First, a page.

When the Doctor-patient Relationship Has to End

When physicians encounter patients who routinely don’t pay their bills or are extremely difficult to work with, they may think about dismissing these patients from their panel. This is not an easy decision. Physicians have an ethical duty to promote continuity of patient care, and may fear being accused of patient abandonment.
The medical profession is increasingly, and appropriately, tuned into the factors that can make self-care and appointment adherence challenging for patients. Sometimes physicians may continue to work with problematic patients, even to the detriment of their own well-being. In certain circumstances, however, physicians can reasonably terminate a patient relationship.
Typically, a physician’s relationship with a patient ends for one of several reasons: the patient seems unable to follow the treatment plan and care recommendations, the patient is verbally or physically abusive, the patient continuously does not pay their bill, or the patient repeatedly misses appointments. Patient-provider relationships cannot be legally terminated for discriminatory factors, such as race, ethnicity, gender, disability, age, religion, or sexual orientation.
Physicians considering the termination of a patient have several factors to weigh. Increasing recognition of the social determinants of health has provided insight into why patients may not make their appointments or follow treatment recommendations. Barriers outside patients’ control may include certain disabilities or illnesses, reactions to medications, literacy or language issues, financial hardship, social challenges (such as domestic abuse), and logistical or environmental factors (for example, inadequate transportation or housing). For this reason, the term ‘noncompliant patient’ has fallen out of use. Contemporary practice models and standards of care emphasize respect for the ‘whole patient,’ shared medical decision making and the patient-centered medical home as a means of lowering or navigating some of the barriers.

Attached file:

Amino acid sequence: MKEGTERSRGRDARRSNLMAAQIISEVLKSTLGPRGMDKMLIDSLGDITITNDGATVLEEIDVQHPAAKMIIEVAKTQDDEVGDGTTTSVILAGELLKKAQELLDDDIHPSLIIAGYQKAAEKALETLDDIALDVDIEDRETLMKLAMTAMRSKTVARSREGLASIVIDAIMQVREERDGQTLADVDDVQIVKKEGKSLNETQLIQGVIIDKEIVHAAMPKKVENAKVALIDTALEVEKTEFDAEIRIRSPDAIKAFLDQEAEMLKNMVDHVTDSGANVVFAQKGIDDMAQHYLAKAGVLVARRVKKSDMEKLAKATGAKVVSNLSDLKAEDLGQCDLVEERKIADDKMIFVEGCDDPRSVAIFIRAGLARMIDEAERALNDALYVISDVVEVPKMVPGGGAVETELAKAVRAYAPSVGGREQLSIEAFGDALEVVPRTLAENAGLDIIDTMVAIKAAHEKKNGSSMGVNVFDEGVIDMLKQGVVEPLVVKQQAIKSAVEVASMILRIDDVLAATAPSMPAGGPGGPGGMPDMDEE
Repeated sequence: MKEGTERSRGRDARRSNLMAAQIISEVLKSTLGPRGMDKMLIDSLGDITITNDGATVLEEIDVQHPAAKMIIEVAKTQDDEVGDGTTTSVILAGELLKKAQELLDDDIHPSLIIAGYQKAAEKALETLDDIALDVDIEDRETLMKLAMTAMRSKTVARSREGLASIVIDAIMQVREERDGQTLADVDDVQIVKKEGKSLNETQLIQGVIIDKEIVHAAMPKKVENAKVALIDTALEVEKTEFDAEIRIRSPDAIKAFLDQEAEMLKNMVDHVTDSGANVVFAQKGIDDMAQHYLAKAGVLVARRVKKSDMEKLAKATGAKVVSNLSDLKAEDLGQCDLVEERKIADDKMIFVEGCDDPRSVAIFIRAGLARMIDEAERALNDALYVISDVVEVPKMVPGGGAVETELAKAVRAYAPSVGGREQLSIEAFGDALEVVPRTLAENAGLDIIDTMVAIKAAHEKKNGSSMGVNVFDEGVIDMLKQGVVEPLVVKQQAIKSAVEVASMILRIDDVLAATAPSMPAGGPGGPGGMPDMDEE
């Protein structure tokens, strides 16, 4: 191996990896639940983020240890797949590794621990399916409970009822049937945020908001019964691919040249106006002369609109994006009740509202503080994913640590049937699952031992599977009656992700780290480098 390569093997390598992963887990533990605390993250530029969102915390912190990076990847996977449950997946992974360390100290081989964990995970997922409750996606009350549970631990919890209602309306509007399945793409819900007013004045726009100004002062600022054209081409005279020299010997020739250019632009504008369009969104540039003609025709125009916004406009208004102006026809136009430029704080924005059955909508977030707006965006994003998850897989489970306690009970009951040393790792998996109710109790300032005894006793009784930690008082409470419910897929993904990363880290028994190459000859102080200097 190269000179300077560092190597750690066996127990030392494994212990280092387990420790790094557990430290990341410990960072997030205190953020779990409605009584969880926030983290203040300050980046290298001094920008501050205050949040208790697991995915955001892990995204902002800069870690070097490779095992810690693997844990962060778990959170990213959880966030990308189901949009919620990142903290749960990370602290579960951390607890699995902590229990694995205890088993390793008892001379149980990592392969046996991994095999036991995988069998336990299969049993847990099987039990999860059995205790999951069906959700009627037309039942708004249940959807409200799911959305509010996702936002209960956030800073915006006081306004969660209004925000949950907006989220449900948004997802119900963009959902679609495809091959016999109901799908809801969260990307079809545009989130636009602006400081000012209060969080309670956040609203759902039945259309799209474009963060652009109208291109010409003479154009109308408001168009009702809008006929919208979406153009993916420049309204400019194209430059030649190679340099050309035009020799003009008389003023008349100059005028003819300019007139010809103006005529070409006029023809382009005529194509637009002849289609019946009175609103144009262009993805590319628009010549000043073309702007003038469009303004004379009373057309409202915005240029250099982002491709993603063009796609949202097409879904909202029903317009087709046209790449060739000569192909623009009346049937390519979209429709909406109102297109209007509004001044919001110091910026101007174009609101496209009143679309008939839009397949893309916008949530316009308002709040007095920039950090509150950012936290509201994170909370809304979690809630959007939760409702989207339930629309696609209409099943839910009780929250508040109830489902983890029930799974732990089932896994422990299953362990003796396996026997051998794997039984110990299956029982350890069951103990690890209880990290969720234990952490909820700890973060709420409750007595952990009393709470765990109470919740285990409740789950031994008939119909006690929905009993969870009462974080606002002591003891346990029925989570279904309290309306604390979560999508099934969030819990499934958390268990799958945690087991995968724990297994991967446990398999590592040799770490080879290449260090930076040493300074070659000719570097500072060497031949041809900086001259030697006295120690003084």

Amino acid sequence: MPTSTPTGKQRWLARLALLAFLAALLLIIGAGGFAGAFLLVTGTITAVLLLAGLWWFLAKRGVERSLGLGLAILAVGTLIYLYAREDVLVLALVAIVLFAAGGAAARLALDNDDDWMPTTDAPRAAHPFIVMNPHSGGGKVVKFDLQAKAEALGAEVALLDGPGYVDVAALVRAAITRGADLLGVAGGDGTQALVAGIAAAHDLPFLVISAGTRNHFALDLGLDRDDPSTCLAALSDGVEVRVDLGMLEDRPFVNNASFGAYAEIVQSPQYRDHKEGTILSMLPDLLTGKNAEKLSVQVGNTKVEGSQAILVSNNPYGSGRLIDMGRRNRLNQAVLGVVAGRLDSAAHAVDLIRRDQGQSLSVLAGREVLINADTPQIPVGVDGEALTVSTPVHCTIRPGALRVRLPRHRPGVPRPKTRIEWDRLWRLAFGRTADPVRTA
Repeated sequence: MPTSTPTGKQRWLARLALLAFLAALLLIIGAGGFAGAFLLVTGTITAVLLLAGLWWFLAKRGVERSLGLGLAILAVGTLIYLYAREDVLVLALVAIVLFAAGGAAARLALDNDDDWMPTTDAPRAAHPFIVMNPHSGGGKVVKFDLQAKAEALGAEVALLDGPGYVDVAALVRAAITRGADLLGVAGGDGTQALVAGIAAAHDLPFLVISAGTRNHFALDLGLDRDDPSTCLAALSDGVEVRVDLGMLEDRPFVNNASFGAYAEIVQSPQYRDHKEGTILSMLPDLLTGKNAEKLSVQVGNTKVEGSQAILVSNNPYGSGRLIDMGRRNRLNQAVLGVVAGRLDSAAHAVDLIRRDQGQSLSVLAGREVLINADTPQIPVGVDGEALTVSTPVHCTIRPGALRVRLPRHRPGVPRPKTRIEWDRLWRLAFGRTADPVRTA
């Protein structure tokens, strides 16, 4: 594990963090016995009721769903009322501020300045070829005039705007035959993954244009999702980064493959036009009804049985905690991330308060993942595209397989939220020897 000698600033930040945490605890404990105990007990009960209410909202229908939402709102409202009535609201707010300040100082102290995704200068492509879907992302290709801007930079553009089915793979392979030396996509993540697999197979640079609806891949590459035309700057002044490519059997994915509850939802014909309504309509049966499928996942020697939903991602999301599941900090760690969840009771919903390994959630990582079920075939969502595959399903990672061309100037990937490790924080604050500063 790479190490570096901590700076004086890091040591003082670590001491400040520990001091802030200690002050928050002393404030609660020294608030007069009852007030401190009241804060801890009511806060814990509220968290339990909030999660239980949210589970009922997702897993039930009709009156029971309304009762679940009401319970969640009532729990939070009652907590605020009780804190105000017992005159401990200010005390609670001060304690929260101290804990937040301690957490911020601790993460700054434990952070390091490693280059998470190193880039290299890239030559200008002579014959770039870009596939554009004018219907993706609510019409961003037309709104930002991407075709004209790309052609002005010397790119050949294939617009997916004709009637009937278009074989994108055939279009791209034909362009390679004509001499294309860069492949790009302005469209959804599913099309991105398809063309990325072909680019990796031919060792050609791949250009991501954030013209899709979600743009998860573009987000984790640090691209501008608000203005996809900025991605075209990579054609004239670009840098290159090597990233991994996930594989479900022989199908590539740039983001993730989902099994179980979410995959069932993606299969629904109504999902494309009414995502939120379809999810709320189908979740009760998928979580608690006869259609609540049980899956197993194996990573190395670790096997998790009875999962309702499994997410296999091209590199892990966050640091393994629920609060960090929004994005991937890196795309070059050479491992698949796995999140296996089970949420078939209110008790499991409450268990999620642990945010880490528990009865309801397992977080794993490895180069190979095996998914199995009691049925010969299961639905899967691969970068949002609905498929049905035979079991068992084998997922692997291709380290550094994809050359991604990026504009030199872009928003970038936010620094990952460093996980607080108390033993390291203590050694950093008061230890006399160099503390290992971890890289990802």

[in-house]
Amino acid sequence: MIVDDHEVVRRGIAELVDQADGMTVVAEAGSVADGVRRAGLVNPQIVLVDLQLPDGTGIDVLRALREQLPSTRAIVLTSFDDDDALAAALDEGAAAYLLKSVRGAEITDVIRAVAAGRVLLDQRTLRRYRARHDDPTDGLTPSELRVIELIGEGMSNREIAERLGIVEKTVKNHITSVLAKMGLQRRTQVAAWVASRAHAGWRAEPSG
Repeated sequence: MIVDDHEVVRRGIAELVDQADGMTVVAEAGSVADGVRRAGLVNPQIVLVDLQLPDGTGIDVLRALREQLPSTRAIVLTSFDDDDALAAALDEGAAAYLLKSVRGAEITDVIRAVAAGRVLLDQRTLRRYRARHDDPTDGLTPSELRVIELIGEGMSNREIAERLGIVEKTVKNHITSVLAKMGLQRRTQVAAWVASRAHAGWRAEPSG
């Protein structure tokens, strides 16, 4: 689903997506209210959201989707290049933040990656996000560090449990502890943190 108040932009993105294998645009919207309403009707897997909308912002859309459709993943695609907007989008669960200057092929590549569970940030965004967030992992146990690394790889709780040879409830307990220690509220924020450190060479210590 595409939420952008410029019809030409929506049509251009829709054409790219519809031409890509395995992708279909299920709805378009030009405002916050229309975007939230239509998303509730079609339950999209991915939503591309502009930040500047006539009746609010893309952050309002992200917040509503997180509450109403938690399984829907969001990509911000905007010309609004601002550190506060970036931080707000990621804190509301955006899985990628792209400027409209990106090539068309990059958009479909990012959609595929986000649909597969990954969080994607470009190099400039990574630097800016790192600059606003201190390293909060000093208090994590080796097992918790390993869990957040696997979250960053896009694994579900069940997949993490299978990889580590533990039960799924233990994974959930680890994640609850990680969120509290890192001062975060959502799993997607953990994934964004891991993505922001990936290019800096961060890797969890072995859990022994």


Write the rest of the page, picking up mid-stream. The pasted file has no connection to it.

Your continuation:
When considering terminating a patient-physician relationship, it is good practice to allow patients an opportunity to rectify the situation. Physicians cannot terminate a relationship with a patient because they haven’t paid a bill, for example — but if the patient continues to receive care and not pay for it, the practice staff should attempt to work out a payment plan with the patient. If the patient continues not to pay, the practice can consider terminating the relationship.
To avoid a claim of patient abandonment, once a physician has identified a reason for termination, they should consider these steps:
Review contracts and communicate with health plans. It’s important for physicians to review their health-plan contracts, especially for the patient in question, and check for clauses regarding the termination of a patient-physician relationship. Alternatively, a physician can contact the patient’s health plan and discuss next steps to ensure the termination is handled according to the terms of the contract.
Provide written notice. A physician should send a written notice to the patient, preferably by certified mail with a return receipt requested. This provides evidence that they communicated the end of the relationship with the patient. The notice should include:
• A brief explanation for ending the relationship (documented in the patient record);
• An agreement to continue to provide treatment for a reasonable period of time to allow a patient to secure care from another person;
• The date the termination will be effective; typically, 30 days is sufficient, but it may need to be extended based on the patient’s condition, payer contract, or access of care;
• Advice that the patient contact their health plan for a list of alternative providers within their network; and
• An offer to transfer records to a newly designated physician upon signed patient authorization to do so.
Communicate with the entire staff. A physician should inform the entire practice staff of the end of a relationship with a patient to avoid accidentally re-establishing that relationship.

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